A feisty Jeb Bush gave a full-throated defense of his immigration stance in front of a Washington audience on Thursday, laying out the economic case that reforms he champions could return the nation to prosperity.
Bush took a swipe at Wisconsin Gov. Scott Walker, a likely opponent against Bush for the Republican presidential nomination next year, for saying that he favors limiting legal immigration to the U.S. as a means of preserving jobs in the nation for current citizens.
“I don’t think it’s a zero-sum game,” the former Florida goveror said in a question-and-answer session at the National Review Ideas Summit. “I think if we start thinking it’s a zero-sum game, we’ll start playing the game President Obama plays, and it’s just the wrong approach.”
Bush argued that immigration reform could bring about an influx of new talent that would keep the U.S. in position to compete with foreign nations that have made gains in technology and other sectors.
He warned that failure to reform the immigration system could put the U.S. in the same position as Japan and some European countries with declining populations.
“If you want to grow at 4 percent per year instead of 2 percent per year, you need younger, more dynamic people inside of our economy that are productive,” he said. “You can’t do it by a declining population or this pathetic productivity growth.”
“America is at our best when we’re young, inspirational and dynamic, and so maybe I’m stubborn,” Bush continued. “I’m willing to listen to other views on this … but I think I’m right about this. If we’re going to grow economically, we need to figure out how to get this fixed.”
Like many Republicans, Bush favors increased border security. He also argues that the nation should increase the number of immigrants who seek to come to the country for economic reasons, while limiting those who are merely seeking to come to reunite with family.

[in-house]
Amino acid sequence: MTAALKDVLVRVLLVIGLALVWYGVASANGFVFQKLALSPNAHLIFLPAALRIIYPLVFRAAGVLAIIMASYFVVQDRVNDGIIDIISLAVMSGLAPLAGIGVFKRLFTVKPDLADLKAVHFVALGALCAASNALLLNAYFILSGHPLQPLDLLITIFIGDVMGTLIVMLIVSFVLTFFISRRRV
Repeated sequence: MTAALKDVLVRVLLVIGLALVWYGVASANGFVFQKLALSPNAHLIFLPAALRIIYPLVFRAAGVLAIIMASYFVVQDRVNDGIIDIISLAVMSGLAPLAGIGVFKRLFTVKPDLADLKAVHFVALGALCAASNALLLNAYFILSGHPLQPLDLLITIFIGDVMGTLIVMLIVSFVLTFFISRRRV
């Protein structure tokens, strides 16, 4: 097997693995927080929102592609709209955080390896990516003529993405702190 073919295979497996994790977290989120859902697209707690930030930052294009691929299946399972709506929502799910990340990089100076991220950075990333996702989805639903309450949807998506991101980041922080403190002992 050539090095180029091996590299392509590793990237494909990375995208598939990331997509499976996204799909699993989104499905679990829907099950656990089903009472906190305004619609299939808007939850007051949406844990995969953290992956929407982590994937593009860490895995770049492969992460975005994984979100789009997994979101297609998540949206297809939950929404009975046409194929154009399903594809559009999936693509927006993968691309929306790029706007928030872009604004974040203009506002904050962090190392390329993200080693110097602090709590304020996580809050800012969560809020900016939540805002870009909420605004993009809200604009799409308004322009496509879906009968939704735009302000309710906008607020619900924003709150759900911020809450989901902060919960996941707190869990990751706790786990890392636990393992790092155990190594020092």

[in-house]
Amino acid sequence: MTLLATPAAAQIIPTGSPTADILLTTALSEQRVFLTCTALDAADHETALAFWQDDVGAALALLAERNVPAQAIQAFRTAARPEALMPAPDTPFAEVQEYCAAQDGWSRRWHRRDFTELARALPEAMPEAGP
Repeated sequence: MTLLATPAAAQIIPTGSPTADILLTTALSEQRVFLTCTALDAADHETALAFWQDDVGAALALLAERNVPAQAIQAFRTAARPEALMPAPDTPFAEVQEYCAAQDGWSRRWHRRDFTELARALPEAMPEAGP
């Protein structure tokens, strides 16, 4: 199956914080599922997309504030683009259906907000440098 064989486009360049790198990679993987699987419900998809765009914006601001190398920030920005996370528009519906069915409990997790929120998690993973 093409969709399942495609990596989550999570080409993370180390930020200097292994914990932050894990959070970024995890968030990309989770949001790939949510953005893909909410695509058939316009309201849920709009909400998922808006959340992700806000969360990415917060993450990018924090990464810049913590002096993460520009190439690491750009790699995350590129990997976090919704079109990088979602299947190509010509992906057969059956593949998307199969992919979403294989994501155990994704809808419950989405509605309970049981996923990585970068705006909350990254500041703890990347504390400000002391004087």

Bush argued that Republicans are playing into the hands of Democrats by failing to act on immigration reform, saying that President Obama will continue to use it as a wedge issue. He believes the GOP will continue to be stung by those in the party who chase away minority groups that would otherwise be open to their message.
“We have to be more inspirational in our message and our tone has to be more inclusive as well,” Bush said.
Bush was pressed on immigration reform at length by Rich Lowry, the editor of the conservativeNational Review magazine, which has been critical of Bush on the issue.
“I just think you’re wrong on immigration, to be honest with you, and you think I’m wrong,” Bush said in one exchange. “I just honestly believe that if we fix the legal part that’s not working, we could grow our economy much faster. We’d be younger and more dynamic.”
Bush’s fierce defense won him support from the crowd of conservatives, who cheered some of his more impassioned responses on the matter.
Along with Common Core, immigration is one of the biggest hurdles for Bush in the GOP primaries.
The former Florida governor faces hostility from conservative activists that deride any pathway to citizenship for those in the country illegally as “amnesty.” He has said he won’t bend on his views even if it costs him politically as he seeks the GOP nomination for president.
But it could also be an opportunity for Bush, particularly if he makes it to the general election.
He has focused heavily in recent days on courting Hispanic voters. At the National Hispanic Christian Leadership Conference in Houston on Wednesday, Bush spoke in English and Spanish as he argued immigration reform represents an economic opportunity for the U.S.
He also made a moral argument for immigration reform, saying it would bring 11 million people “out from the shadows” so they could have an opportunity to “receive earned legal status.”
And on Tuesday, Bush was in Puerto Rico, where he endorsed statehood for the small island U.S. territory. Puerto Ricans can vote in the primaries, and make up one of the fastest-growing voter blocks in Bush’s home state of Florida.